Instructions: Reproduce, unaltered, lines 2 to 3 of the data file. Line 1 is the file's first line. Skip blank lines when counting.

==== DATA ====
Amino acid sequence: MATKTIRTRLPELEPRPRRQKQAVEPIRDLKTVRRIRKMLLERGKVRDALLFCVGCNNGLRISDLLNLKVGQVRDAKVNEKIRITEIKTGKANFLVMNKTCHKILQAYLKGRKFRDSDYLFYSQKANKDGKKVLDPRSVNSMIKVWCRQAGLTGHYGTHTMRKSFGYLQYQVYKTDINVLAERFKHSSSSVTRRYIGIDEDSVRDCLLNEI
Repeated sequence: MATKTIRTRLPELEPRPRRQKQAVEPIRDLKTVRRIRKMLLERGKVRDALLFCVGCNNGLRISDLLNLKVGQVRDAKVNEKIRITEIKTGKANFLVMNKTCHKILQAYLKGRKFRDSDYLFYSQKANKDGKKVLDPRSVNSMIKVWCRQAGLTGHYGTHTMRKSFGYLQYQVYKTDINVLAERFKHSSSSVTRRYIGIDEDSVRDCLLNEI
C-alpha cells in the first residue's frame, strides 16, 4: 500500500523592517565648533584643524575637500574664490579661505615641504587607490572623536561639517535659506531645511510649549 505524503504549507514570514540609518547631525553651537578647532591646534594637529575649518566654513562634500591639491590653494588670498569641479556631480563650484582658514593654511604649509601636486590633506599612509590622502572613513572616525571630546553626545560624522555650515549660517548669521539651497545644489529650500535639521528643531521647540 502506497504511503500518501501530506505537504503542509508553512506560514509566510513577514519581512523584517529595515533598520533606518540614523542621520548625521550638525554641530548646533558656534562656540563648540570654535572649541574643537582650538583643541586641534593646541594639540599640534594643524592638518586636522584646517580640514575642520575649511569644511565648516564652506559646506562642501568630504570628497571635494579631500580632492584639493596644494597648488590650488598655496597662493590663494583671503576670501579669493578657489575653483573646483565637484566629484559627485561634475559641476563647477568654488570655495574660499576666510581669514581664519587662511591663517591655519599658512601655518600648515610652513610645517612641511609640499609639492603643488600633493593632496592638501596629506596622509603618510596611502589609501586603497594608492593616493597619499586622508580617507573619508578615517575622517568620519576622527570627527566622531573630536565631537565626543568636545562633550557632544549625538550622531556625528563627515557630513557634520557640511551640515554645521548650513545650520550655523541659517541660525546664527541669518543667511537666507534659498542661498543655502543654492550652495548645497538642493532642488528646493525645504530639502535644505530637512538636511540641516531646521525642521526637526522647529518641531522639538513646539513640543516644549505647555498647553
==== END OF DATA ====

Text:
Repeated sequence: MATKTIRTRLPELEPRPRRQKQAVEPIRDLKTVRRIRKMLLERGKVRDALLFCVGCNNGLRISDLLNLKVGQVRDAKVNEKIRITEIKTGKANFLVMNKTCHKILQAYLKGRKFRDSDYLFYSQKANKDGKKVLDPRSVNSMIKVWCRQAGLTGHYGTHTMRKSFGYLQYQVYKTDINVLAERFKHSSSSVTRRYIGIDEDSVRDCLLNEI
C-alpha cells in the first residue's frame, strides 16, 4: 500500500523592517565648533584643524575637500574664490579661505615641504587607490572623536561639517535659506531645511510649549 505524503504549507514570514540609518547631525553651537578647532591646534594637529575649518566654513562634500591639491590653494588670498569641479556631480563650484582658514593654511604649509601636486590633506599612509590622502572613513572616525571630546553626545560624522555650515549660517548669521539651497545644489529650500535639521528643531521647540 502506497504511503500518501501530506505537504503542509508553512506560514509566510513577514519581512523584517529595515533598520533606518540614523542621520548625521550638525554641530548646533558656534562656540563648540570654535572649541574643537582650538583643541586641534593646541594639540599640534594643524592638518586636522584646517580640514575642520575649511569644511565648516564652506559646506562642501568630504570628497571635494579631500580632492584639493596644494597648488590650488598655496597662493590663494583671503576670501579669493578657489575653483573646483565637484566629484559627485561634475559641476563647477568654488570655495574660499576666510581669514581664519587662511591663517591655519599658512601655518600648515610652513610645517612641511609640499609639492603643488600633493593632496592638501596629506596622509603618510596611502589609501586603497594608492593616493597619499586622508580617507573619508578615517575622517568620519576622527570627527566622531573630536565631537565626543568636545562633550557632544549625538550622531556625528563627515557630513557634520557640511551640515554645521548650513545650520550655523541659517541660525546664527541669518543667511537666507534659498542661498543655502543654492550652495548645497538642493532642488528646493525645504530639502535644505530637512538636511540641516531646521525642521526637526522647529518641531522639538513646539513640543516644549505647555498647553